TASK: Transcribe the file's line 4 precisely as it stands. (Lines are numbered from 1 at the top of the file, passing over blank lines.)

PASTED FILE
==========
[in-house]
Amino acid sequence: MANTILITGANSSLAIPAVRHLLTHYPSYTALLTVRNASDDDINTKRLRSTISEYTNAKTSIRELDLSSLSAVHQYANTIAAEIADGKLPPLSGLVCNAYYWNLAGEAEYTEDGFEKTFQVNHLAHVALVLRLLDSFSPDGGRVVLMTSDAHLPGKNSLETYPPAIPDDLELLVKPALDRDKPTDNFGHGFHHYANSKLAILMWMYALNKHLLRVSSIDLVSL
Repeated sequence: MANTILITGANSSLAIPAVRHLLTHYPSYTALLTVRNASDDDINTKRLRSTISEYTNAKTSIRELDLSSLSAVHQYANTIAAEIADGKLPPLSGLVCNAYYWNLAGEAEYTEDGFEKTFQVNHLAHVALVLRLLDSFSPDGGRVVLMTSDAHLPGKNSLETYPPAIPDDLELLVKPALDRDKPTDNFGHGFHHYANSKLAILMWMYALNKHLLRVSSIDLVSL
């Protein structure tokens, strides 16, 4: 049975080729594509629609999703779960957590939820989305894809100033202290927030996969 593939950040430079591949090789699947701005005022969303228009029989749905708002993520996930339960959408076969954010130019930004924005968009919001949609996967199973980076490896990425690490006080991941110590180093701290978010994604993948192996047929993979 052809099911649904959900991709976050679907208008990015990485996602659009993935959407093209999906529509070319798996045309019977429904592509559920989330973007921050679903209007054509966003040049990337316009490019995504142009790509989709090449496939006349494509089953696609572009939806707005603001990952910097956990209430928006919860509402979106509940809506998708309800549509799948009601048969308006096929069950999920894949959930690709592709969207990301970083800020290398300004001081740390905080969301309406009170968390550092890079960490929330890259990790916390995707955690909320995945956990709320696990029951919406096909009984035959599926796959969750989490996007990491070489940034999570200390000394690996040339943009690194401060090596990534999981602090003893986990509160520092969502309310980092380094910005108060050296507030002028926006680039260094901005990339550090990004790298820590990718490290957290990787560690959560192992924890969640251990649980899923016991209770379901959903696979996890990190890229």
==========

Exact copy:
């Protein structure tokens, strides 16, 4: 049975080729594509629609999703779960957590939820989305894809100033202290927030996969 593939950040430079591949090789699947701005005022969303228009029989749905708002993520996930339960959408076969954010130019930004924005968009919001949609996967199973980076490896990425690490006080991941110590180093701290978010994604993948192996047929993979 052809099911649904959900991709976050679907208008990015990485996602659009993935959407093209999906529509070319798996045309019977429904592509559920989330973007921050679903209007054509966003040049990337316009490019995504142009790509989709090449496939006349494509089953696609572009939806707005603001990952910097956990209430928006919860509402979106509940809506998708309800549509799948009601048969308006096929069950999920894949959930690709592709969207990301970083800020290398300004001081740390905080969301309406009170968390550092890079960490929330890259990790916390995707955690909320995945956990709320696990029951919406096909009984035959599926796959969750989490996007990491070489940034999570200390000394690996040339943009690194401060090596990534999981602090003893986990509160520092969502309310980092380094910005108060050296507030002028926006680039260094901005990339550090990004790298820590990718490290957290990787560690959560192992924890969640251990649980899923016991209770379901959903696979996890990190890229």